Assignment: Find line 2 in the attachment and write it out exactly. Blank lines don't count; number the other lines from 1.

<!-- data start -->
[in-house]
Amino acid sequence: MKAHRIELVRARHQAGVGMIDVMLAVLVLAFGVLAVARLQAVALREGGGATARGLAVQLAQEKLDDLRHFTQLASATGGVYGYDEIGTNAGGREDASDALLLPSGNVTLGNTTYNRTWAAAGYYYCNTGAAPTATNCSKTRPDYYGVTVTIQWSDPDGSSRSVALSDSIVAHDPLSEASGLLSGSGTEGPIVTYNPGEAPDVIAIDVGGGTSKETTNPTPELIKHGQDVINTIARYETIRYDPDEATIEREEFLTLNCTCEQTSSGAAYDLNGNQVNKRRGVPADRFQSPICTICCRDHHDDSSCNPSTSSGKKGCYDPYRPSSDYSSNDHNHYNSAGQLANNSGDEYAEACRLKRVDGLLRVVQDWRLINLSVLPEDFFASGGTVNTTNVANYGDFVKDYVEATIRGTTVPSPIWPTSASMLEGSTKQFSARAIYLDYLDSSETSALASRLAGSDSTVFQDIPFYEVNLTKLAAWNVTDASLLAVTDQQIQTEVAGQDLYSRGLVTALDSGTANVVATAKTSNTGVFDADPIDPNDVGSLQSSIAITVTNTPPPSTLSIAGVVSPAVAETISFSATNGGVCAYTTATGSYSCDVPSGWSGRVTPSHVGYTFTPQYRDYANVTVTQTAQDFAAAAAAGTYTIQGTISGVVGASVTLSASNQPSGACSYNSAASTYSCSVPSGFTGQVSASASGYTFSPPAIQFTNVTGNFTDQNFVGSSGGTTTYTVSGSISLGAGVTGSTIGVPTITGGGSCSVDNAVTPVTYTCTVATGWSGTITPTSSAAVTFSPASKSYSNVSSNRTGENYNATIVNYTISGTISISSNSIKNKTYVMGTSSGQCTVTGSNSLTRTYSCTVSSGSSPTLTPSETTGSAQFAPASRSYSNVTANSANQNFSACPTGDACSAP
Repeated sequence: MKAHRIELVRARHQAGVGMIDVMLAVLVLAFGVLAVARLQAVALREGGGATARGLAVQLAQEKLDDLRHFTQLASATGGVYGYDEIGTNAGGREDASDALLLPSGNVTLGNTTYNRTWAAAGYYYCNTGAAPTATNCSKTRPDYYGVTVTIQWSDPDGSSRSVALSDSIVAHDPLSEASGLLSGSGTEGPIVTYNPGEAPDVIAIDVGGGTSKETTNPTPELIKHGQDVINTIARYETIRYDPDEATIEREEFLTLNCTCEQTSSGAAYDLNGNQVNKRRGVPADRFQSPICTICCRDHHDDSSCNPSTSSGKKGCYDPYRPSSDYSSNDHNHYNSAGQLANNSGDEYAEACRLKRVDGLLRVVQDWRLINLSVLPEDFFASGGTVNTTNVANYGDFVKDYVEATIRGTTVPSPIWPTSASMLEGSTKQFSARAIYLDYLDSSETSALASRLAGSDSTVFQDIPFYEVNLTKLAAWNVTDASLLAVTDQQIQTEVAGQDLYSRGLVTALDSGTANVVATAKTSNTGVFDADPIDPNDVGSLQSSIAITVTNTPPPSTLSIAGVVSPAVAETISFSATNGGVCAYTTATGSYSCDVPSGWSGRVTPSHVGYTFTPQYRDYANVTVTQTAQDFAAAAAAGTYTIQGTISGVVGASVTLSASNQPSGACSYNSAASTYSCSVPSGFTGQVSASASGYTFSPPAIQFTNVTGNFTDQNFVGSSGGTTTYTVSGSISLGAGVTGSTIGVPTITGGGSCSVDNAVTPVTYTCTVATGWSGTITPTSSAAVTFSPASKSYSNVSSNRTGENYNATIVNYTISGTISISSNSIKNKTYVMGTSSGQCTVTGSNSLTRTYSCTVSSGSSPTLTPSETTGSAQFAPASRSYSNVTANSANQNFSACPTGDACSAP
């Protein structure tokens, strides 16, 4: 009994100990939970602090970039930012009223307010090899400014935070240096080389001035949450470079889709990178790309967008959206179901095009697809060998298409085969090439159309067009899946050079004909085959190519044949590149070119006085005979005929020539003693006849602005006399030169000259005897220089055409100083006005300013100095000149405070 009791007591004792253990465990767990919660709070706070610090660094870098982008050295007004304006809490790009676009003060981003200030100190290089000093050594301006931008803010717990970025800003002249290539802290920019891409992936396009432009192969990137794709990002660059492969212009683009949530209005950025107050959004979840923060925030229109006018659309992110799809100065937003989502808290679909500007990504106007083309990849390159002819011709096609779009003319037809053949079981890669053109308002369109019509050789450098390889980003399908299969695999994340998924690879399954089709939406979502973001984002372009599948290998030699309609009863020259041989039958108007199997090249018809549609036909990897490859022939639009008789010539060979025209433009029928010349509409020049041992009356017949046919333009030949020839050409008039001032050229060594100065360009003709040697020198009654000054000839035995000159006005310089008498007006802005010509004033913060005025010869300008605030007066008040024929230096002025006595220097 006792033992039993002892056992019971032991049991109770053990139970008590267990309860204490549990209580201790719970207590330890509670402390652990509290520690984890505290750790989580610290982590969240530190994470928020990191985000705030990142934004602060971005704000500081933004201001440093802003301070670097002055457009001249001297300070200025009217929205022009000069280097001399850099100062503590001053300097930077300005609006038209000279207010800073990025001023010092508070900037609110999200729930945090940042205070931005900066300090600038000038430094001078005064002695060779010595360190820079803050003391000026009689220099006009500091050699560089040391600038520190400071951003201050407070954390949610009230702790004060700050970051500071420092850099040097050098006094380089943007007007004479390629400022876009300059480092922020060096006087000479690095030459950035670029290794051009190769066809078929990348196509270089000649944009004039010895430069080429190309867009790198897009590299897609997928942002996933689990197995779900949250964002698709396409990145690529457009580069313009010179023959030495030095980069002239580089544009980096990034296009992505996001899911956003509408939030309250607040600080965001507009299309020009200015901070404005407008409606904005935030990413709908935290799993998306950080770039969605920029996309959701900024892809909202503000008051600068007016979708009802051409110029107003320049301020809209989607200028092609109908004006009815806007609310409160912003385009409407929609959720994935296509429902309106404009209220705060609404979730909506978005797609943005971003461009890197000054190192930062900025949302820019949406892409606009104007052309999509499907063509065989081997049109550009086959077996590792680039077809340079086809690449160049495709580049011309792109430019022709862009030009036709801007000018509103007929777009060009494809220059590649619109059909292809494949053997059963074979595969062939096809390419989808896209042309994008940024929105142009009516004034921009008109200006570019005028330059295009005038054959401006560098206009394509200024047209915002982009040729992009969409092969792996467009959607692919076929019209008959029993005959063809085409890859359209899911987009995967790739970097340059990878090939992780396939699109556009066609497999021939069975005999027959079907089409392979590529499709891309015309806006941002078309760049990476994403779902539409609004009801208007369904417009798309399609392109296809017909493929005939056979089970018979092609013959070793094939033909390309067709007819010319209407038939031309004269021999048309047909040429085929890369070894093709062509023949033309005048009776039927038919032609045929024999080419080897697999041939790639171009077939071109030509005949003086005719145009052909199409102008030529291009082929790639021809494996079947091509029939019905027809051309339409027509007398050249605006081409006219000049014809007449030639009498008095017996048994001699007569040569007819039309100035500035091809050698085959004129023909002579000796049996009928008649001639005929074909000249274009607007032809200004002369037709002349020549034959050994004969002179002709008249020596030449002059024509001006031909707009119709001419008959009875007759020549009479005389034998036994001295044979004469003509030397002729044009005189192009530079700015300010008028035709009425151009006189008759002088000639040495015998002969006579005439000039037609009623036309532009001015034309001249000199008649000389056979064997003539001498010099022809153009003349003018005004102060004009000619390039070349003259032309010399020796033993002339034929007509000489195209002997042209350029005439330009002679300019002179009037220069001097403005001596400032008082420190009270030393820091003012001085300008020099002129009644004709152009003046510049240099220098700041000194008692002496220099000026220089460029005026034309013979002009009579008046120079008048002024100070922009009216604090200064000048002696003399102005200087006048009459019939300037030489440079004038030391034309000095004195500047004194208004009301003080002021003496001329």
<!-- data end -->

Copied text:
Amino acid sequence: MKAHRIELVRARHQAGVGMIDVMLAVLVLAFGVLAVARLQAVALREGGGATARGLAVQLAQEKLDDLRHFTQLASATGGVYGYDEIGTNAGGREDASDALLLPSGNVTLGNTTYNRTWAAAGYYYCNTGAAPTATNCSKTRPDYYGVTVTIQWSDPDGSSRSVALSDSIVAHDPLSEASGLLSGSGTEGPIVTYNPGEAPDVIAIDVGGGTSKETTNPTPELIKHGQDVINTIARYETIRYDPDEATIEREEFLTLNCTCEQTSSGAAYDLNGNQVNKRRGVPADRFQSPICTICCRDHHDDSSCNPSTSSGKKGCYDPYRPSSDYSSNDHNHYNSAGQLANNSGDEYAEACRLKRVDGLLRVVQDWRLINLSVLPEDFFASGGTVNTTNVANYGDFVKDYVEATIRGTTVPSPIWPTSASMLEGSTKQFSARAIYLDYLDSSETSALASRLAGSDSTVFQDIPFYEVNLTKLAAWNVTDASLLAVTDQQIQTEVAGQDLYSRGLVTALDSGTANVVATAKTSNTGVFDADPIDPNDVGSLQSSIAITVTNTPPPSTLSIAGVVSPAVAETISFSATNGGVCAYTTATGSYSCDVPSGWSGRVTPSHVGYTFTPQYRDYANVTVTQTAQDFAAAAAAGTYTIQGTISGVVGASVTLSASNQPSGACSYNSAASTYSCSVPSGFTGQVSASASGYTFSPPAIQFTNVTGNFTDQNFVGSSGGTTTYTVSGSISLGAGVTGSTIGVPTITGGGSCSVDNAVTPVTYTCTVATGWSGTITPTSSAAVTFSPASKSYSNVSSNRTGENYNATIVNYTISGTISISSNSIKNKTYVMGTSSGQCTVTGSNSLTRTYSCTVSSGSSPTLTPSETTGSAQFAPASRSYSNVTANSANQNFSACPTGDACSAP